PhD Proposal by Johnie Sublett

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Johnie Sublett 
[Advisor: Prof. Mavris] 

will propose a doctoral thesis entitled, 


A Framework for Anomaly Detection and Fault Management in Human Exploration Systems 



Friday, August 19 at 8:00 a.m.  


Conference Room #304

Weber Space Science and Technology Building (SST II) 


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997 7434 9126




Dangerous environments, physically and cognitively demanding activities and procedures, and highly specialized support systems make human spaceflight an incredibly difficult operational envelope.  Deep-space exploration and planetary environments will be even more challenging, and push the capabilities of current space suits, exploration habitats, and their management systems. 

Surface suits will require greater flexibility for the wearer, higher durability in harsh environments, and lower energy expenditure during use.  Current space suit technologies rely on gas-retaining liners to maintain their breathing atmosphere and proper body pressurization. Planetary environments will be much more demanding, with surface suits requiring greater flexibility for the wearer, higher durability in harsh environments, and lower energy expenditure during use. Although some solutions have been proposed to improve the effectiveness of contemporary suits for long-term surface operations, there remains a risk of asphyxiation due to accidental suit puncture, especially along the limbs. Much of this risk can be mitigated through the implementation of two systems: a sensor array that is able to detect the location of a suit puncture along limb sections and a series of emergency inflatable cuffs capable of producing air-tight seals at strategic points along the body. 

To this end, a hardware-in-the-loop pressure-suit testbed was developed, fabricated, and integrated with an embedded pressure sensor array to demonstrate suit recovery in the event of a puncture, with fault detection provided by embedded IoT devices conducting real-time machine-learning inference and passing resulting anomaly data to a notional habitat management framework. 

Today’s spaceflight operations rely on a sophisticated orchestration among the on-orbit crewmembers, hundreds of habitat interfaces and systems, and dozens of terrestrial flight controllers and support staff.  For missions beyond cis-lunar space, communications round-trip delays and blackouts will necessitate greater onboard automated systems management, fault-detection systems, and independent incident response, as prognostication and assistance from the Earth could be inherently delayed by twenty minutes or more.  Using an increased focus on crew resource management and autonomous systems, these concerns can be managed.  The hundreds of interfaces, data management systems, and ad-hoc experiment racks of the ISS can be enclosed within a standardized data reporting and instrument management framework, with reconfigurable controller GUIs and graphical alerts provided by containerized services, reducing crew cognitive impacts and standardize interfaces across the habitat.  Wireless monitoring is enabled through the liberal use of IoT low-power devices, providing continual monitoring of critical systems.  Autonomous monitoring can be enabled through Deep Neural Network anomaly detection methods, with the wealth of real-time data utilized for semi-supervised training.  This large, centrally managed habitat-wide anomaly detection technique can then be distilled using device- and subsystem-specific student-teacher knowledge distillation.  The result is a network of neural networks that enables distributed edge-device anomaly detection, providing rapid and redundant anomaly management on embedded devices.  Detected anomalies can then be matched to previously predicted fault trees for root-cause estimation or impacted system assessments, providing real-time crisis support to onboard crewmembers.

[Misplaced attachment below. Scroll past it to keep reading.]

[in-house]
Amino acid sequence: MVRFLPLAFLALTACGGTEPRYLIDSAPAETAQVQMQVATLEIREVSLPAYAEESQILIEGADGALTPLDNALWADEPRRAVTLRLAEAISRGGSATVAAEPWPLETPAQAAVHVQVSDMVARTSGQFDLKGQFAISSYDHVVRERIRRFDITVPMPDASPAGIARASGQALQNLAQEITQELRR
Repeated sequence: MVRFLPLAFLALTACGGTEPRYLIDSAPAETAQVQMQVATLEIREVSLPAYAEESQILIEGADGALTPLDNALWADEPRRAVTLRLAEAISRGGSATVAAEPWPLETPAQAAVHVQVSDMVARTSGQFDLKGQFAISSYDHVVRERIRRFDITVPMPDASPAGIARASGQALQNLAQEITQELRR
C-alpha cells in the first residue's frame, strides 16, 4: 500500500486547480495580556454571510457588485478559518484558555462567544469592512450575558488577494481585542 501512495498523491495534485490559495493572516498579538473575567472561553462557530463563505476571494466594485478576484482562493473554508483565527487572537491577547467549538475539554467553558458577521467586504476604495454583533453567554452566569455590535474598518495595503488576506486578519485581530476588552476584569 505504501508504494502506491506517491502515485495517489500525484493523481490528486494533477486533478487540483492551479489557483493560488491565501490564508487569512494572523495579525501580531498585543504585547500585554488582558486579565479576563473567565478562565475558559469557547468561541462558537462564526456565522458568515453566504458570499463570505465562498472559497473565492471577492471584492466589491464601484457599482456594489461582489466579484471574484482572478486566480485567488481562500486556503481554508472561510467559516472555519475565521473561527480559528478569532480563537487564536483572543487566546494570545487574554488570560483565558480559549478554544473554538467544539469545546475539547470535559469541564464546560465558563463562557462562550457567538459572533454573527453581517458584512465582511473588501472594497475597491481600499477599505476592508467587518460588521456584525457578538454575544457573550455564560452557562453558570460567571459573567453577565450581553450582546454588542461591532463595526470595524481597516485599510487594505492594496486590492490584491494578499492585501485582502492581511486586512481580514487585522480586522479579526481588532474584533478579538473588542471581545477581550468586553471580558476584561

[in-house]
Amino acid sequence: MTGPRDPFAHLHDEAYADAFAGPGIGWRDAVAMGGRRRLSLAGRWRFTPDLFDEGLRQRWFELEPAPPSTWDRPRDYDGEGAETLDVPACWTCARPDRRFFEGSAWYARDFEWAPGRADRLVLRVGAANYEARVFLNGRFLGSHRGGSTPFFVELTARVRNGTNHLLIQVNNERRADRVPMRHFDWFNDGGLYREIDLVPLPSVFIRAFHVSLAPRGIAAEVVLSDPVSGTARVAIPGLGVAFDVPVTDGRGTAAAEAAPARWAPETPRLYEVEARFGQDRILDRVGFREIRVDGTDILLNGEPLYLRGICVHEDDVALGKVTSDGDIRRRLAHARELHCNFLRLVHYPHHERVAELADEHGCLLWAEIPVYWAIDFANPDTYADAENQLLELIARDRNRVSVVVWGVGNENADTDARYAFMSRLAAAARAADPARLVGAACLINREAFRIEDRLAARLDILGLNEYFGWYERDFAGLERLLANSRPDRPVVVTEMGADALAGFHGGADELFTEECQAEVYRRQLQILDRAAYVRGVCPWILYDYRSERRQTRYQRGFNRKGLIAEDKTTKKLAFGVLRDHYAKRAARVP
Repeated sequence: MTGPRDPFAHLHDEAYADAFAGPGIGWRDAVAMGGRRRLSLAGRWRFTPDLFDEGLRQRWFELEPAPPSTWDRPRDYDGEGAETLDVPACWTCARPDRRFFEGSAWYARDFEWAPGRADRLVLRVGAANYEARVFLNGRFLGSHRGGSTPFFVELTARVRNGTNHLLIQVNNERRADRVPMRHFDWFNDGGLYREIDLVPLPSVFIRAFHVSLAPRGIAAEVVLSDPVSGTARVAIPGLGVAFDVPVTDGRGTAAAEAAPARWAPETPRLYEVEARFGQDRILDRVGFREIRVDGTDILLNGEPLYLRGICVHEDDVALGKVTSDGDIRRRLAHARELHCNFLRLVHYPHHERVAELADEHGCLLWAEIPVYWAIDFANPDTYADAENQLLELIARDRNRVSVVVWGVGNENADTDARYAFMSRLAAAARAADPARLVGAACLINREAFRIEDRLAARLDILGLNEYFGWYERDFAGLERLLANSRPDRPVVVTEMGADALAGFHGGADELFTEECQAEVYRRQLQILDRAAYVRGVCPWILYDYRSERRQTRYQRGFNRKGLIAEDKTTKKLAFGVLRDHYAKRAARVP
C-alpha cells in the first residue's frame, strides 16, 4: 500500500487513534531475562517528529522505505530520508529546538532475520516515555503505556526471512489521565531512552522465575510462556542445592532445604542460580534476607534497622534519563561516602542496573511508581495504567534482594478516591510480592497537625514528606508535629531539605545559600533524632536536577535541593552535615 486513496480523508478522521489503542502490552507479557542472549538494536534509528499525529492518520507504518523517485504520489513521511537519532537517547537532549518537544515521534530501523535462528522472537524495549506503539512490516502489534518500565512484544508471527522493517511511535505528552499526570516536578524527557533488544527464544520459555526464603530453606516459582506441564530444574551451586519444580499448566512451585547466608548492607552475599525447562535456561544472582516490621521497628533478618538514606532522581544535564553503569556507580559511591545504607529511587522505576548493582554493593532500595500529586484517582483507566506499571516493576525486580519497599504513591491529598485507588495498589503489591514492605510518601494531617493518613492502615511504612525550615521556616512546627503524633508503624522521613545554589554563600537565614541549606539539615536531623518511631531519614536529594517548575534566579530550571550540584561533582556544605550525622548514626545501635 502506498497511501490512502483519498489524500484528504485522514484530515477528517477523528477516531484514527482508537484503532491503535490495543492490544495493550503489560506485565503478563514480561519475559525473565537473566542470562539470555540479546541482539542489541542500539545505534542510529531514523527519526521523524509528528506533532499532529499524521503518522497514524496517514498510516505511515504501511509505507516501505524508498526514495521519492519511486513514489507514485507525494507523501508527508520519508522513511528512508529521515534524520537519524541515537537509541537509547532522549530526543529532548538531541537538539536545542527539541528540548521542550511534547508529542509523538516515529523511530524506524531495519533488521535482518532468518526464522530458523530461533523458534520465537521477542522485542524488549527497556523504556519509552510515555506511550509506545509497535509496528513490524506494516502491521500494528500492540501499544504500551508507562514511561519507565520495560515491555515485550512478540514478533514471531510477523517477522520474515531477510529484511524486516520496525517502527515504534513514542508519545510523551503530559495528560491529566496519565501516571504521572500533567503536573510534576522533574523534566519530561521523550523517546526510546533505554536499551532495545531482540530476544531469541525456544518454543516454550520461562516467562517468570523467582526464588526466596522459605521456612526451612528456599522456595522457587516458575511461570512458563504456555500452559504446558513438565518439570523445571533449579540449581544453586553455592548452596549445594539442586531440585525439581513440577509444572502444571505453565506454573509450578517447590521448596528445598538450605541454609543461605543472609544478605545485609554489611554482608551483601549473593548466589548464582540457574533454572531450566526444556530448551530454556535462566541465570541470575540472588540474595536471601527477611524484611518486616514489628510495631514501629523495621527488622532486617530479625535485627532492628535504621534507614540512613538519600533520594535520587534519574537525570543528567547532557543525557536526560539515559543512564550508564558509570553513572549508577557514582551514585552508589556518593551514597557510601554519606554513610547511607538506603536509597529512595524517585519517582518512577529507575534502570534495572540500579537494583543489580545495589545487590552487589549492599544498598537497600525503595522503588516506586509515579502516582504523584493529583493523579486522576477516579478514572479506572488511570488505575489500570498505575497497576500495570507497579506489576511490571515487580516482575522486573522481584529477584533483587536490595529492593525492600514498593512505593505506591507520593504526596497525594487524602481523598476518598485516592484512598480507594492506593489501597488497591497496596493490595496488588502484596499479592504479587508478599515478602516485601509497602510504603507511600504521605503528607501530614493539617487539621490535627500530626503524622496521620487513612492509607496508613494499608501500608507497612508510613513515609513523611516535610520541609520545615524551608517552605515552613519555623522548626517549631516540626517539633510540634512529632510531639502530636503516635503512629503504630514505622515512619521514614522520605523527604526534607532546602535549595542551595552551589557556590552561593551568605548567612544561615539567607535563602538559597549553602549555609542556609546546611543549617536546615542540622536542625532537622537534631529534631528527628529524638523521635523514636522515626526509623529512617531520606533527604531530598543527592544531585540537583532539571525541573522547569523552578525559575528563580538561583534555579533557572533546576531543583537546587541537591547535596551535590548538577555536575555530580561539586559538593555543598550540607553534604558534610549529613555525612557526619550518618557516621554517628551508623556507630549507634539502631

Contributions are directed in four key areas: the physical-system testing of a notional active pressure sealing cuff on a space-suit like testbed; the deployed hardware-in-the-loop testing of anomaly detection methods on an embedded pressure-sensor array on said testbed; the definition, deployment, and testing of a habitat-focused orchestration, data-management, and fault-management system; and the testing of hybrid (partially distributed computing) anomaly and sensor-management methods on a notional habitat system and sensor swarm. 


  • Prof. Dimitri Mavris – School of Aerospace Engineering 
  • Prof. Spencer Bryngelson – School of Computational Science & Engineering 
  • Prof. Rich Vuduc – School of Computational Science & Engineering 
  • Dr. Alicia Sudol – School of Aerospace Engineering 
  • Dr. Carrie Olsen – NASA 


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    Tatianna Richardson
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    Tatianna Richardson
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